Cincinnati Riots of 2001
Backstory and Context
The Over-the-Rhine neighborhood had been traditionally populated by German immigrants who had settled there in the mid-19th century. After that period, property and living conditions worsened over the years. Low income living spaces housed a growing number of the city’s unemployed black population. Many jobs had been lost due to factory closures through the 1990s. Crime was on the rise and many of the arrests were drug related. Through the late 90s, 15 black men, who were suspected of criminal activity, were shot or beaten to death by Cincinnati police. In the months before the riots. Roger Owensby, Jr. died as a result of being placed in a choke hold by police officers. Another man, Jeffery Irons, died after getting into an altercation with police. The CPD also began citing a disproportionally large number of black drivers for traffic violations for a two year period leading up to the time of the riots. Blacks began to feel that they were being targeted.
The shooting of 19-year-old Timothy Thomas on the morning of April 7th 2001 was the incident that ignited racial hatred. Pursued by police, Thomas, who was wanted for 14 misdemeanors and 12 traffic violations, was shot at close range in an alley as he fled capture. The officer who fired on him believed Thomas was reaching for a gun when in fact he had only been trying to pull up his wide leg jeans which had begun to slip off during the pursuit. Thomas died at a nearby hospital shortly afterwards.
Two days later, a crowd of people protesting the shooting approached city hall seeking an explanation. Receiving no information about the case, more crowds went to Police District One Headquarters in Over-the-Rhine and assaulted mounted police officers and damaged a cruiser by hurling stones and bottles. The police station itself was vandalized. The police used tear gas to disperse the crowd, firing rubber bullets and bean bags at protesters. Only a few arrests were made at this time.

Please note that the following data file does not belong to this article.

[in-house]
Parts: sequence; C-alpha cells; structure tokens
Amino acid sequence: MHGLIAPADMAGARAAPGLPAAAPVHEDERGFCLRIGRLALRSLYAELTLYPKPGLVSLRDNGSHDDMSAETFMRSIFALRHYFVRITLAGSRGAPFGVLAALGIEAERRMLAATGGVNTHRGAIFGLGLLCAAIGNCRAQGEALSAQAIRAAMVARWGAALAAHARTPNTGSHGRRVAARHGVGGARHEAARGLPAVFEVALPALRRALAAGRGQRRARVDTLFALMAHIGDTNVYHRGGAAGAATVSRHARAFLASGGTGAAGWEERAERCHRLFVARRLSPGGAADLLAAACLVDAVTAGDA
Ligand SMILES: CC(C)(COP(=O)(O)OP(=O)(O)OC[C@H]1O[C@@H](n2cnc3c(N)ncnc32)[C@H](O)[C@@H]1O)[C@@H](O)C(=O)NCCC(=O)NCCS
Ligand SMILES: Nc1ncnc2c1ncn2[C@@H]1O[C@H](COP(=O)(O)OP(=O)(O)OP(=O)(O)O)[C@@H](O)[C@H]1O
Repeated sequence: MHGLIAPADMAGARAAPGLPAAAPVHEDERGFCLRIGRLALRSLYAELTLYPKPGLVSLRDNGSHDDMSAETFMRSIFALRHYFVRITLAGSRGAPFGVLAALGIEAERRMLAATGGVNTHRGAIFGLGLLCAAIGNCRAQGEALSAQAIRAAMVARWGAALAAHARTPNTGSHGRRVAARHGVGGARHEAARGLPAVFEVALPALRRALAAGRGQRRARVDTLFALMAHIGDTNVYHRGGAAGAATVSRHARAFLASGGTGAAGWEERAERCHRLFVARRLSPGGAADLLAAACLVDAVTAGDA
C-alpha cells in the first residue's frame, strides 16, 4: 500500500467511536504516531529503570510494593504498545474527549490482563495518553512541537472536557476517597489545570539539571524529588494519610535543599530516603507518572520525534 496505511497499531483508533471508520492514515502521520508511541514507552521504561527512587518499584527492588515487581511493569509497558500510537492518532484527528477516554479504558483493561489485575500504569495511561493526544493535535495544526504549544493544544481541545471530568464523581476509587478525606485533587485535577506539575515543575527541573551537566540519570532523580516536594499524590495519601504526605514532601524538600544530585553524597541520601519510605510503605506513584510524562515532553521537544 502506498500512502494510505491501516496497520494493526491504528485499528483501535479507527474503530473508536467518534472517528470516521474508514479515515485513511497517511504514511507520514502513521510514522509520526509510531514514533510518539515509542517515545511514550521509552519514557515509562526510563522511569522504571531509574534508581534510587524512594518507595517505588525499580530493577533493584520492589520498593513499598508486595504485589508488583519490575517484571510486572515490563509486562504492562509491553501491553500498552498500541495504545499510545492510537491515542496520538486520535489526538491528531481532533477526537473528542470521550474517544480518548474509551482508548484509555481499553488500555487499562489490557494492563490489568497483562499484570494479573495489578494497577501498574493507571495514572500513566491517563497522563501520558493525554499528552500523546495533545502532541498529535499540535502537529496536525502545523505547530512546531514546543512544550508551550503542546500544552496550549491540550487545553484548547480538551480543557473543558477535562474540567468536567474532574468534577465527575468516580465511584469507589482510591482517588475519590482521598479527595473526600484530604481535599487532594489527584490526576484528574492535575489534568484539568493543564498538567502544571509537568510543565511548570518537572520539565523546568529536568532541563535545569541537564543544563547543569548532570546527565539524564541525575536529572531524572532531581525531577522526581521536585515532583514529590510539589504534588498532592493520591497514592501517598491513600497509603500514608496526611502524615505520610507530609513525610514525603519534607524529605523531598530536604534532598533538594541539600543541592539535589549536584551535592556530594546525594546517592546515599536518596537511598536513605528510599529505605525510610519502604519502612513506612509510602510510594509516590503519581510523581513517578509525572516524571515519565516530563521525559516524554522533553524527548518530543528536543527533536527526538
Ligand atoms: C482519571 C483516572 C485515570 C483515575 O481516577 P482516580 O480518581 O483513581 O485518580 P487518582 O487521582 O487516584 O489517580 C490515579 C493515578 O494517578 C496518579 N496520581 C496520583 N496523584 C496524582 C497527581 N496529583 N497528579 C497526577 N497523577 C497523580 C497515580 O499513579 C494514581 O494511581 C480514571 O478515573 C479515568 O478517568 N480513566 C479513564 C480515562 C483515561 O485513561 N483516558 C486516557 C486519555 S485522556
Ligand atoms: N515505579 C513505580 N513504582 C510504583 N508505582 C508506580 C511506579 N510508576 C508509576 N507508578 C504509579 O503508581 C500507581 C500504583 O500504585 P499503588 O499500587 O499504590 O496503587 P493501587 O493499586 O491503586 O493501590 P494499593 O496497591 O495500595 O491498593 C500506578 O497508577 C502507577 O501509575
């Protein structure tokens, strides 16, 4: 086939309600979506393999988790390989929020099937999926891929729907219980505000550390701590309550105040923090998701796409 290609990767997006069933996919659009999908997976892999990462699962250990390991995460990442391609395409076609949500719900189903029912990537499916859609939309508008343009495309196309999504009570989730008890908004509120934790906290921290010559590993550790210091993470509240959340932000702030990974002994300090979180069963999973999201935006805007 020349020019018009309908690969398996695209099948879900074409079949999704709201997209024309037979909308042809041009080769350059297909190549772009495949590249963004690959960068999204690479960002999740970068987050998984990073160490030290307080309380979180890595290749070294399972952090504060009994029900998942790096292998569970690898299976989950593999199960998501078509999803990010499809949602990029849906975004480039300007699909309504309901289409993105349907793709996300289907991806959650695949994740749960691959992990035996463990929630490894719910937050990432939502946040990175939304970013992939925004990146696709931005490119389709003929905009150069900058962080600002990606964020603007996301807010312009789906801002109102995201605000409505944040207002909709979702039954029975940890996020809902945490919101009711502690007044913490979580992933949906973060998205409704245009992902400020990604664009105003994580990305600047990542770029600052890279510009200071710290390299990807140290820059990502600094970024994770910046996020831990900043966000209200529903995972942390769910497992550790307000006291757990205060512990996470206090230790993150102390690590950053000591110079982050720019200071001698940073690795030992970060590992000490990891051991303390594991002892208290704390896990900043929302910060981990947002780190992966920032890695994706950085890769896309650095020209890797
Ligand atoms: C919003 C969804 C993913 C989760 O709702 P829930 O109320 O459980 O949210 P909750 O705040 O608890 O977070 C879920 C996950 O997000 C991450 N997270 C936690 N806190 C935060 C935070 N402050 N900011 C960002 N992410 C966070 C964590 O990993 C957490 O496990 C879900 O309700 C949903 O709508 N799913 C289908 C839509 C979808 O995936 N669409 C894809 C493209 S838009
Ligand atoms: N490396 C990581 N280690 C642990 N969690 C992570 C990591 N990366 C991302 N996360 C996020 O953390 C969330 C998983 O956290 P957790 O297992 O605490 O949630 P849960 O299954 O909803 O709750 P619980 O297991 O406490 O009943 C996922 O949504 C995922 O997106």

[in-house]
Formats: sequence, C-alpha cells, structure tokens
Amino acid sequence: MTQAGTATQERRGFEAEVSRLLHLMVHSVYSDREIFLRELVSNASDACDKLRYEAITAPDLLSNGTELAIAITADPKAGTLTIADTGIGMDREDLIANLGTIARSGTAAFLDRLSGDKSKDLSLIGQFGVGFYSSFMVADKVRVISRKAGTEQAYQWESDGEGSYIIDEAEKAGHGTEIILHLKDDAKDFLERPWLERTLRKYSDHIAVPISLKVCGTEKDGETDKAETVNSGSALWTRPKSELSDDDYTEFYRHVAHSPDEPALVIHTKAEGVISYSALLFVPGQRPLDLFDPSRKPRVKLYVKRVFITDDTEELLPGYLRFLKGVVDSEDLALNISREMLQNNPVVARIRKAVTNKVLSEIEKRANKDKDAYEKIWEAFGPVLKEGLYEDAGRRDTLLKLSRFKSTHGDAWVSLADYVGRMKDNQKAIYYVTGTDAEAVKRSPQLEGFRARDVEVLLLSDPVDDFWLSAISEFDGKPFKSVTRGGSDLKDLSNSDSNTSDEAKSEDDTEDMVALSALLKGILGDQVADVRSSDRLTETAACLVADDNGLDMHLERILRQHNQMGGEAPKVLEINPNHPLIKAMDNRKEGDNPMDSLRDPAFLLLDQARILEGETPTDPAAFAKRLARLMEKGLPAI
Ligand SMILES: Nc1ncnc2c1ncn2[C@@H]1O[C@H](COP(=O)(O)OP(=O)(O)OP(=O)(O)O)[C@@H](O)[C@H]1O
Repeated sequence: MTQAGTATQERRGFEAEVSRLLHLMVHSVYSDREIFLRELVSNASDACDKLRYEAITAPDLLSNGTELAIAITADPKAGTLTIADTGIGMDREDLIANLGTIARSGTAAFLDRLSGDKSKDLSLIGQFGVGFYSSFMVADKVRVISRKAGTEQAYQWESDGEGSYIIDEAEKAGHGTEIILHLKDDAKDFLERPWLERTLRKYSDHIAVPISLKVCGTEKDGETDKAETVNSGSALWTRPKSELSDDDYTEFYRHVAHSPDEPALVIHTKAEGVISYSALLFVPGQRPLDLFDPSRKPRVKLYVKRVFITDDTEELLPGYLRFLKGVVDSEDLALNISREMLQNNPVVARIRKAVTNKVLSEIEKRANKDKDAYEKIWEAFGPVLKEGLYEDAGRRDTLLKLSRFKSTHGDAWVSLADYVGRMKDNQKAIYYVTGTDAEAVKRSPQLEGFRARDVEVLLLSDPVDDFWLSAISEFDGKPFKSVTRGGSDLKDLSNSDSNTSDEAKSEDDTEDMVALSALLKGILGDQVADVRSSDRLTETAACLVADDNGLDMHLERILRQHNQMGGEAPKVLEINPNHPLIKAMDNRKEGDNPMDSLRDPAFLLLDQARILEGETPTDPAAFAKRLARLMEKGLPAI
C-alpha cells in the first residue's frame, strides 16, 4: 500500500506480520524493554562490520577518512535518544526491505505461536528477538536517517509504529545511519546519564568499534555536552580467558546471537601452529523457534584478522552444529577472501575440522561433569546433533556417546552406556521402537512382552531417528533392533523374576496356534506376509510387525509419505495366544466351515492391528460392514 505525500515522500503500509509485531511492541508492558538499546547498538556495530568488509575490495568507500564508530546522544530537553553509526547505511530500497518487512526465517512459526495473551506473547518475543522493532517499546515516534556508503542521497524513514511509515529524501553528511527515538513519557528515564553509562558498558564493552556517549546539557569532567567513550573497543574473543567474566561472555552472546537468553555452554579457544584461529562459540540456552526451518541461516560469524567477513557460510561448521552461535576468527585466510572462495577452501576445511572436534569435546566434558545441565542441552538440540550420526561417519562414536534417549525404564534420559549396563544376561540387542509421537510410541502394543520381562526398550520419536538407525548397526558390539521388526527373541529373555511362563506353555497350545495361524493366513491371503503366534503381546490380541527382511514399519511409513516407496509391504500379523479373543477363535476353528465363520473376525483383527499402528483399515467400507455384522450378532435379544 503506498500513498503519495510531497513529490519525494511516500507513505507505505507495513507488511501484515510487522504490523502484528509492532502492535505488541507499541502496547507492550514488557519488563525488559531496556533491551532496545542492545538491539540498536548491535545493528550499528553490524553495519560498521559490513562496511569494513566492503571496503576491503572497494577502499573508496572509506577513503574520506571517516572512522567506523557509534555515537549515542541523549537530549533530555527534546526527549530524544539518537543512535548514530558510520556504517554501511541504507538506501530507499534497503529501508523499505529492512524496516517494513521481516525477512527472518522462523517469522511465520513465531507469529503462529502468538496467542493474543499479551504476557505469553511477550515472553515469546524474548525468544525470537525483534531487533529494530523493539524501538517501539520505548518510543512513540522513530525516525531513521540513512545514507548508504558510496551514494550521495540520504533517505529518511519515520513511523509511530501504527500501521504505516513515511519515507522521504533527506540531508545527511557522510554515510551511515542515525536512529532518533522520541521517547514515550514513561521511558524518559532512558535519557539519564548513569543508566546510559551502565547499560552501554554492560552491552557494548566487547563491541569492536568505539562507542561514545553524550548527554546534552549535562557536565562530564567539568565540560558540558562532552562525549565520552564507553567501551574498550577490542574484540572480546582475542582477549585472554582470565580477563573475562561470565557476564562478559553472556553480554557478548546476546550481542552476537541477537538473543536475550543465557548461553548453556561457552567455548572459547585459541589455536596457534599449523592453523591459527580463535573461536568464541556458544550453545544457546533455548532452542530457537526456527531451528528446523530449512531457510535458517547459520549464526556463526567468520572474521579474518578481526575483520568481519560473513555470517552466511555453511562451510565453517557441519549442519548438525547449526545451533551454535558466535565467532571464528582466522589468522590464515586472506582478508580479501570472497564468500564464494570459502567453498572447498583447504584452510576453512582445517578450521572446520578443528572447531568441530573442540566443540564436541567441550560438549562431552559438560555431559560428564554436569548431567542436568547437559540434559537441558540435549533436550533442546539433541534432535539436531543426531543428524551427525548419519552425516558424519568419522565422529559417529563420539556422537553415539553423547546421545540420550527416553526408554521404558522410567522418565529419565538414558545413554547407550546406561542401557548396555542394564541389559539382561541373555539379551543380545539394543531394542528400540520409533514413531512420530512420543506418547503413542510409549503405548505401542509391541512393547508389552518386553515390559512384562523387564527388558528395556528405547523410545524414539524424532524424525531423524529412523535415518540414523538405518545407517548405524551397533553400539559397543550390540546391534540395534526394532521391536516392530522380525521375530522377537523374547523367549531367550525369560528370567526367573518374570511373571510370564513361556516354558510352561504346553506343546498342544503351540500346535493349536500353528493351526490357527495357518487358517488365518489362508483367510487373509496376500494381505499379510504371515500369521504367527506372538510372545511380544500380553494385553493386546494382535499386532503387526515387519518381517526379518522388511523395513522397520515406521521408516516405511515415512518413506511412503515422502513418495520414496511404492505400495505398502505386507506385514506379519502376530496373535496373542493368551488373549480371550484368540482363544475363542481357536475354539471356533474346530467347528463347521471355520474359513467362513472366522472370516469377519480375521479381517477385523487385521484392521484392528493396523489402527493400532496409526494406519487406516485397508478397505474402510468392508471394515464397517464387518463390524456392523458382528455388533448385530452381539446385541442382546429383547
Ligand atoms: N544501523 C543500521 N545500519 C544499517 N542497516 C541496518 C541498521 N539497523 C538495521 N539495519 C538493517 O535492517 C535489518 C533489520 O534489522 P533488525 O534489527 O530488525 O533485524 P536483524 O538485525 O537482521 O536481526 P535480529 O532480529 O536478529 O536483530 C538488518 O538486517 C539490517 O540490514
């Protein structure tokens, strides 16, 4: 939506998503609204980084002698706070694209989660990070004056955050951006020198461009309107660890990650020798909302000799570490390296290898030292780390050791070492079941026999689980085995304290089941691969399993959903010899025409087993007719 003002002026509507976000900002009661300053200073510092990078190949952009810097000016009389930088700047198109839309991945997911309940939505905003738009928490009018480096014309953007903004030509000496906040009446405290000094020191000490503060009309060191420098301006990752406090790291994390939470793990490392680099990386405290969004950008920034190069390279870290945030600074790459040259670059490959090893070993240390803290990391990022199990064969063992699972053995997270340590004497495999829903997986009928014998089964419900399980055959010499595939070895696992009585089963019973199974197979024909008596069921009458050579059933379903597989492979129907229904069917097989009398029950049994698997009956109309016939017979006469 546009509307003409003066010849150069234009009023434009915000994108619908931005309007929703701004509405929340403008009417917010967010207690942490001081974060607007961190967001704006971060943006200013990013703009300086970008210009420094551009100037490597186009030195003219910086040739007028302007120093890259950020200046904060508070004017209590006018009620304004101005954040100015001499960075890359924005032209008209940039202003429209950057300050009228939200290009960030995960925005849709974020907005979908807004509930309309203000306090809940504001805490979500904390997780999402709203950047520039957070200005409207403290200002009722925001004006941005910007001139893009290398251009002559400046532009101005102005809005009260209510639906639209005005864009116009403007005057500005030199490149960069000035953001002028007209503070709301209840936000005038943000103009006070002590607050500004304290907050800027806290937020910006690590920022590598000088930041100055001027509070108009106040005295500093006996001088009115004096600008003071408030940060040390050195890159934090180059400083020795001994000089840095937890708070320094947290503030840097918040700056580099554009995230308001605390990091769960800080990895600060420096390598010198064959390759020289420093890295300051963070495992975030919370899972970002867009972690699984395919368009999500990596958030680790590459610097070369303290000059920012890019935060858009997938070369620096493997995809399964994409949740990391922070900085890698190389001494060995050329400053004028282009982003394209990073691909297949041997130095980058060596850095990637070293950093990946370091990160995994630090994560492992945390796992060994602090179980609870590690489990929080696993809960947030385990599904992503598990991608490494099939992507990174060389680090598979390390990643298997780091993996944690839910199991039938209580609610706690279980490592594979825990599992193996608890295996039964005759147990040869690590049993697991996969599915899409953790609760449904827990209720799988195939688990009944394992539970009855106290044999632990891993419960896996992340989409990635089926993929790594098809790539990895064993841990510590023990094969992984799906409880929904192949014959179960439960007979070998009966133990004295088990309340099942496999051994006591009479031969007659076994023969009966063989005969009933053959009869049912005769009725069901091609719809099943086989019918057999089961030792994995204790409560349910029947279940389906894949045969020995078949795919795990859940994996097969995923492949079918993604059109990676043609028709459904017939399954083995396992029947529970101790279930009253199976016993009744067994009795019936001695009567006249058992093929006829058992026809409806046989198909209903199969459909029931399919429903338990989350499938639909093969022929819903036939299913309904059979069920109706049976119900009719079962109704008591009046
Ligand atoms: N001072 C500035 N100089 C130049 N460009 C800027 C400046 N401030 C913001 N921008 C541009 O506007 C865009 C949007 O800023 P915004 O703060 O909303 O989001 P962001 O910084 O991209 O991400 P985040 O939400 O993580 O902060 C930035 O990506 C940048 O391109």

The next night, black city residents began rioting violently in Over-the-Rhine, stopping traffic and yanking white people out of their vehicles and assaulting them. Other rioters threw bricks and rocks at cars and at white people along the sidewalks. The 11:00 news ran footage of whites being attacked. Signs with racial slogans were displayed by blacks on the streets rallying for African-American pride and The Nation of Islam. These signs were professionally designed and printed, strongly suggesting the idea that the riots were being organized by outside groups. Store front windows were broken and goods were looted at Finley Market, an area that had once been abandoned but gentrified by wealthy whites in the late 1990s. The new owners of these stores did not understand why their businesses were being vandalized since their establishments had done nothing but improved the economy and conditions in the neighborhood by providing jobs and desired goods. Police officers were also attacked, pelted with bottles from windows above as they entered the area. Some officers were reportedly shot at by persons unknown from various locations at random, yet none were killed or seriously wounded.
The violence continued through Wednesday and on Thursday the Mayor, Charles Luken, declared a state of emergency and a city-wide curfew was put into effect. Bad weather also helped to take the momentum out of the disturbance and the violence lessened quickly. Although no one was killed during the riots, 837 people were arrested, more than half of these for violating the curfew.